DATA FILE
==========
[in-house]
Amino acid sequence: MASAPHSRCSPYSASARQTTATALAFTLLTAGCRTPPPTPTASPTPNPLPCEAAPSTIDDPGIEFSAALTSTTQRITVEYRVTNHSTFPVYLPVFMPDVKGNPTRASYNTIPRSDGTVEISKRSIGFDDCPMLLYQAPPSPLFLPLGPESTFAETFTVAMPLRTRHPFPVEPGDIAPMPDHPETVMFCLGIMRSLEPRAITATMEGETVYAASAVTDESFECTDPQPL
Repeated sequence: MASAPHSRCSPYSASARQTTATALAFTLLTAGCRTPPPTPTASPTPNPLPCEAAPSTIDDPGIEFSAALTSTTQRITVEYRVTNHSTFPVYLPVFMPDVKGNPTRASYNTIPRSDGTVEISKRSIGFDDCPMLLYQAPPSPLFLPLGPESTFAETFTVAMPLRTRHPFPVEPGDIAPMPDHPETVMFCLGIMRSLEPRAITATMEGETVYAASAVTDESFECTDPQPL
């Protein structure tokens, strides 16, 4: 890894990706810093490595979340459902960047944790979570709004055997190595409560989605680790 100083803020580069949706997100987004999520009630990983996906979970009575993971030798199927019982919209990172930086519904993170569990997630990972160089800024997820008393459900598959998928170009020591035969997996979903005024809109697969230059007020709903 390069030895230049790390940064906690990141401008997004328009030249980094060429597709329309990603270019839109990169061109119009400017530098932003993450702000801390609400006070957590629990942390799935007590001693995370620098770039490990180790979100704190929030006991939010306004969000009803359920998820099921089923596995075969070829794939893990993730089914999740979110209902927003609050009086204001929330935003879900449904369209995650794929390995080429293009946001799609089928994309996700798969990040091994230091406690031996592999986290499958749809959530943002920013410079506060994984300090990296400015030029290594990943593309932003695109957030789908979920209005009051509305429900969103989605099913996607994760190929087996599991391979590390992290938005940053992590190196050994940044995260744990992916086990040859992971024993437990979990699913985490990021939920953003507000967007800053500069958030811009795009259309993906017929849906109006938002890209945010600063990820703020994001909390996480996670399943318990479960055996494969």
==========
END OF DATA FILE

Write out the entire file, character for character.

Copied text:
[in-house]
Amino acid sequence: MASAPHSRCSPYSASARQTTATALAFTLLTAGCRTPPPTPTASPTPNPLPCEAAPSTIDDPGIEFSAALTSTTQRITVEYRVTNHSTFPVYLPVFMPDVKGNPTRASYNTIPRSDGTVEISKRSIGFDDCPMLLYQAPPSPLFLPLGPESTFAETFTVAMPLRTRHPFPVEPGDIAPMPDHPETVMFCLGIMRSLEPRAITATMEGETVYAASAVTDESFECTDPQPL
Repeated sequence: MASAPHSRCSPYSASARQTTATALAFTLLTAGCRTPPPTPTASPTPNPLPCEAAPSTIDDPGIEFSAALTSTTQRITVEYRVTNHSTFPVYLPVFMPDVKGNPTRASYNTIPRSDGTVEISKRSIGFDDCPMLLYQAPPSPLFLPLGPESTFAETFTVAMPLRTRHPFPVEPGDIAPMPDHPETVMFCLGIMRSLEPRAITATMEGETVYAASAVTDESFECTDPQPL
């Protein structure tokens, strides 16, 4: 890894990706810093490595979340459902960047944790979570709004055997190595409560989605680790 100083803020580069949706997100987004999520009630990983996906979970009575993971030798199927019982919209990172930086519904993170569990997630990972160089800024997820008393459900598959998928170009020591035969997996979903005024809109697969230059007020709903 390069030895230049790390940064906690990141401008997004328009030249980094060429597709329309990603270019839109990169061109119009400017530098932003993450702000801390609400006070957590629990942390799935007590001693995370620098770039490990180790979100704190929030006991939010306004969000009803359920998820099921089923596995075969070829794939893990993730089914999740979110209902927003609050009086204001929330935003879900449904369209995650794929390995080429293009946001799609089928994309996700798969990040091994230091406690031996592999986290499958749809959530943002920013410079506060994984300090990296400015030029290594990943593309932003695109957030789908979920209005009051509305429900969103989605099913996607994760190929087996599991391979590390992290938005940053992590190196050994940044995260744990992916086990040859992971024993437990979990699913985490990021939920953003507000967007800053500069958030811009795009259309993906017929849906109006938002890209945010600063990820703020994001909390996480996670399943318990479960055996494969």